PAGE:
Thursday, February 13, 2014

An Entrepreneur. . .

. . . was opening a 'music studio' in our very own east Baltimore neighborhood (speaking of accordions).   (I always thought the term 'music studio' sounded impressive.  Sophisticated, cultured and exclusive.)  This studio was to be called the Maryland Accordion Institute.  (Talk about impressive, sophisticated, cultured and exclusive!)  The phone call was telemarketing for prospective clientele, namely wee sprites who were interested in learning to play that prince of all reed instruments, king of the Bohemian beer hall, and butt of many, many jokes - the accordion.  But, this was not the perception held by myself at the time.  Nor was it the perception held by many in a similar position at the time.  It was, quite honestly (and truly, unashamedly) an interesting and desirable proposition.  I was, indeed, VERY interested in learning to play the accordion.  DAMNED interested.  Those Sunday afternoons listening to Dad play his accordion, combined with my natural love of music, possibly even my lack of ambition and talent on the guitar, all united in my seven year old brain forming a profound hunger to learn to play the accordion.  As odd as it sounds, I did not regret at the time, nor do I now regret not pursuing the 'cool' -er musical path of playing the guitar.  It just never occurred to me that that's what I should have done.  And I never looked back.

You haven't lived . . . until you've heard forty seven accordionists playing HALLELUJAH I'M A BUM on a cold, Monday evening in November.  Kinda warms the cockles of your heart.  We used to have 'band practice', not as in a conventional 'band' of various compatible instruments rehearsing together for a performance, but a 'band' meaning a group, and 'practice' meaning just that.  And many of us most certainly needed practice. Theoretically, the concept had musical merit.  Playing with other music students promoted an understanding of time, tempo and dynamics, following a 'conductor' (of sorts) and taught cooperation, support, sympathy, patience, harmony, rhythm and accompaniment.

The configuration was four rows of metal, folding chairs of about 8 - 10 facing the conductor (an accordion teacher, most often Mr. Edward (Taylor) Krawcyk, whose back was to a row of assorted couches and chairs where the parents of the students sat to 'enjoy' the music of their progeny.  The protocol had the 'new' or less senior (accordion-wise) students in the first row, with students 'promoted' to the following rows as they progressed in skill, or sometimes when they merely 'hung in there' for a period, with or without really improving technically at all.  And the coup de gras for seriously dedicated students of the squeezebox, during each band practice, was the opportunity to perform a solo.  Only two rows of students were allowed to perform a  'solo' each week, simply because of the one-hour time limit of the weekly gathering.  The first two rows would offer solos one week, with only the 3rd and 4th rows the following week.  And Oh Boy, did I look forward to my time to 'shine' with a solo every other week.  This performance opportunity was not taken lightly, by myself at least, and much time and toil was taken in the selection, preparation and eventual performance of my bimonthly accordion solo. Yeah, that taste of public attention, appreciation, the thrill, the communication, the connection between performer and audience cannot be underestimated.  It's not ego.  It is a need.  Like a drug.  The accordion band practice refined my experience and perception of the performer/audience relationship.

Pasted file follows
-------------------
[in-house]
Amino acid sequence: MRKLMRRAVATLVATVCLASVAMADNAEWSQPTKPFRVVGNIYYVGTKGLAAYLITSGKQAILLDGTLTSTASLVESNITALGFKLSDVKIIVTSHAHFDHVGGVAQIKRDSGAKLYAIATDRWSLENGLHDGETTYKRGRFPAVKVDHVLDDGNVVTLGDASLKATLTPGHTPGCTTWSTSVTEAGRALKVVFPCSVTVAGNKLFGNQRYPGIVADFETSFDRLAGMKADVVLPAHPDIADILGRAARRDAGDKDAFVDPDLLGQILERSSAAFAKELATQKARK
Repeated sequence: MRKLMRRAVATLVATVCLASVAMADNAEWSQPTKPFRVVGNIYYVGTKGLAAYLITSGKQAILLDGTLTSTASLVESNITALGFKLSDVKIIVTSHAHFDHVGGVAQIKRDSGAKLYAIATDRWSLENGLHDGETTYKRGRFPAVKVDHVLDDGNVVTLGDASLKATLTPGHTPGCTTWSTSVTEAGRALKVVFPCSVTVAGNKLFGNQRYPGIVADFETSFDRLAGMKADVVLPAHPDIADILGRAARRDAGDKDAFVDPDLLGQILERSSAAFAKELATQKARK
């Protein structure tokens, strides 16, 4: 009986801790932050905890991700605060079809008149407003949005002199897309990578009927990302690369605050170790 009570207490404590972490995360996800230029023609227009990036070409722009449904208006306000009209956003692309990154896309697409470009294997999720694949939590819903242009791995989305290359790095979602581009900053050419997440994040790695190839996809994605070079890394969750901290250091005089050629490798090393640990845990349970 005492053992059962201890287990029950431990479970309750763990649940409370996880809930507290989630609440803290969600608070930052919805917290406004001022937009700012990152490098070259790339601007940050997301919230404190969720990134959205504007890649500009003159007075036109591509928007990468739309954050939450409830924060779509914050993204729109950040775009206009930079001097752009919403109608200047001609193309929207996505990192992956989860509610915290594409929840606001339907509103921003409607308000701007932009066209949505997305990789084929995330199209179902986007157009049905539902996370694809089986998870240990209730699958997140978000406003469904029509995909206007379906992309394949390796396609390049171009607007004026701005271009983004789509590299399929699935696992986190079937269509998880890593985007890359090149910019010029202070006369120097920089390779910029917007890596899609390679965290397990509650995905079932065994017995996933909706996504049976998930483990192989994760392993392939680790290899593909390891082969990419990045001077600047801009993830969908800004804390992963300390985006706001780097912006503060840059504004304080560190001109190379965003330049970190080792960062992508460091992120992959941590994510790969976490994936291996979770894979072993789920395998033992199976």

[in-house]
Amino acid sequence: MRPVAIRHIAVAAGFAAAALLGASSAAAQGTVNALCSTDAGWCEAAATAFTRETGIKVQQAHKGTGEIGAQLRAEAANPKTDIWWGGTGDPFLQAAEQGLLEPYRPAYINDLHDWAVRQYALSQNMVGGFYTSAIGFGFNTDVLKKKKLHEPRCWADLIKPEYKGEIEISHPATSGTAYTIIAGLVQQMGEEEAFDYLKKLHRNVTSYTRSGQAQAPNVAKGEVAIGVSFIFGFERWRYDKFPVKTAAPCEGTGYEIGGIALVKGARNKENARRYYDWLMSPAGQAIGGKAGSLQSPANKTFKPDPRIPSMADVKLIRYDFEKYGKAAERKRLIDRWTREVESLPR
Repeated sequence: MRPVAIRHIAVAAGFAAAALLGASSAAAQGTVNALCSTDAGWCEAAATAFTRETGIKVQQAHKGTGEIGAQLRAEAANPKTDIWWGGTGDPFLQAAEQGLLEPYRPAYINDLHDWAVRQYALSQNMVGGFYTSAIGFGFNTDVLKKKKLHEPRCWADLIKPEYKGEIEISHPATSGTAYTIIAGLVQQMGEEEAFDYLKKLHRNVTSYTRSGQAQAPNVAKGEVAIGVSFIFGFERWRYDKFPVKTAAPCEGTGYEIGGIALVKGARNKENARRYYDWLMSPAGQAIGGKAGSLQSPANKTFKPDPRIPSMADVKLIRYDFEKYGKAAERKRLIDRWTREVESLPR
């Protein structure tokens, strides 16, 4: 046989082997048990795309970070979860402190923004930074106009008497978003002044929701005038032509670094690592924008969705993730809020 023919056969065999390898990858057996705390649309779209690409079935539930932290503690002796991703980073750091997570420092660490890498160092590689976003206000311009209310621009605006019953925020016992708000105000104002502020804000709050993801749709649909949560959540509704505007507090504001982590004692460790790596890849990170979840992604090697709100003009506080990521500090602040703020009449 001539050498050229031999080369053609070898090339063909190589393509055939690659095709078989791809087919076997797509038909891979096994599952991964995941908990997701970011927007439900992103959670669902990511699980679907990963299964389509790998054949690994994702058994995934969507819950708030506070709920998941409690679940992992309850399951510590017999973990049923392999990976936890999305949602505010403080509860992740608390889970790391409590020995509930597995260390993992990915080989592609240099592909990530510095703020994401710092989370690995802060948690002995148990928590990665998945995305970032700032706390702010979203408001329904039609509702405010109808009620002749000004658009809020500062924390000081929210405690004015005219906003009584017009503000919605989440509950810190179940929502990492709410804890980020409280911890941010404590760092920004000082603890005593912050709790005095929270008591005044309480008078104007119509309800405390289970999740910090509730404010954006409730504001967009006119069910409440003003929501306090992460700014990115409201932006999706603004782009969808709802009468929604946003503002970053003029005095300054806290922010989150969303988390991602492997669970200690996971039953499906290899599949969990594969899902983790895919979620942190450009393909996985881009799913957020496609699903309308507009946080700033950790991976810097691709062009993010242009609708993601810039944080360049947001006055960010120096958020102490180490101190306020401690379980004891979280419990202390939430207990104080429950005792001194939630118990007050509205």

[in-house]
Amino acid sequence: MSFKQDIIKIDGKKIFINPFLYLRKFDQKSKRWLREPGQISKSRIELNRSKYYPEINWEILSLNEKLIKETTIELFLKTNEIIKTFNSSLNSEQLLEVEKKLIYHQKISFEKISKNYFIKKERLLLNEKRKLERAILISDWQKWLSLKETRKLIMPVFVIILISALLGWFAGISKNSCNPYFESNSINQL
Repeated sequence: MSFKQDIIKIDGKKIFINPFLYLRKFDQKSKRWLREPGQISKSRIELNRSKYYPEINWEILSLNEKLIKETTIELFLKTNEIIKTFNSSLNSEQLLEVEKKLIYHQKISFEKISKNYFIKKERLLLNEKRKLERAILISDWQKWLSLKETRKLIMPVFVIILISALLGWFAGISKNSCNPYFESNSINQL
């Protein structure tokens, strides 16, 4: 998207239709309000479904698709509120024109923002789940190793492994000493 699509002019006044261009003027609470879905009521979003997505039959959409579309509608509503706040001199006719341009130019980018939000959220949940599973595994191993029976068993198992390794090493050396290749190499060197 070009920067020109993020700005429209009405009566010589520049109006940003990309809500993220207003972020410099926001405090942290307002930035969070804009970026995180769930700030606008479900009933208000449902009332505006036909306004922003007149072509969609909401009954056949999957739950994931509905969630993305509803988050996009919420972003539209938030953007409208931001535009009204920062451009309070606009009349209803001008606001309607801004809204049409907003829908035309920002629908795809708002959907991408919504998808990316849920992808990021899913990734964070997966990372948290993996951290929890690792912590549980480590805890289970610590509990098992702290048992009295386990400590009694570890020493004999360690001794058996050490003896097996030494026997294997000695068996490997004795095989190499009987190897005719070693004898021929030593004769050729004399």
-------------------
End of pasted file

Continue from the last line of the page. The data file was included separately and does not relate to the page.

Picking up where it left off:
After several years of accordion band practice sessions, which were really low-calibre concerts, I'm not quite sure what inspired or motivated me since nothing clear remains in my memory of the motivation, I wrote my first original composition. "You couldn't play the music so you made up your own,"  was one good-natured comment I received from the father of another accordion student at the conclusion of accordion practice on the night I chose to perform an original composition as my solo.  In fact, it was my very first original composition. The piece was entitled THE NEW YORK STRANGERS.  It was essentially, half blues and half folk song. It was not verse-chorus-verse-chorus, or verse-chorus-bridge-verse-chorus in structure.  It was first-part-second-part (repeat).  It had lyrics.  Very simple lyrics which I, unfortunately (and embarrassingly) do remember so will not repeat here.  It was inspired by. . . nothing in particular but the need to write an original composition.  Well, isn't that ENOUGH? The best part of the entire experience, and the finest nuance of the memory, is the look of pride on my very own father's face as I received congratulations from several listeners that evening.

There were times when I felt that I had ALWAYS taken accordion lessons.  Then there were times when I felt that I would never STOP taking them.  But through the twenty-twenty vision of hindsight, they were ten years well spent on lessons which exposed me, I can now say unwittingly, to a wealth of music theory.

©1997 Raymond M. Jozwiak
from 'Songs from Our Circle 4'

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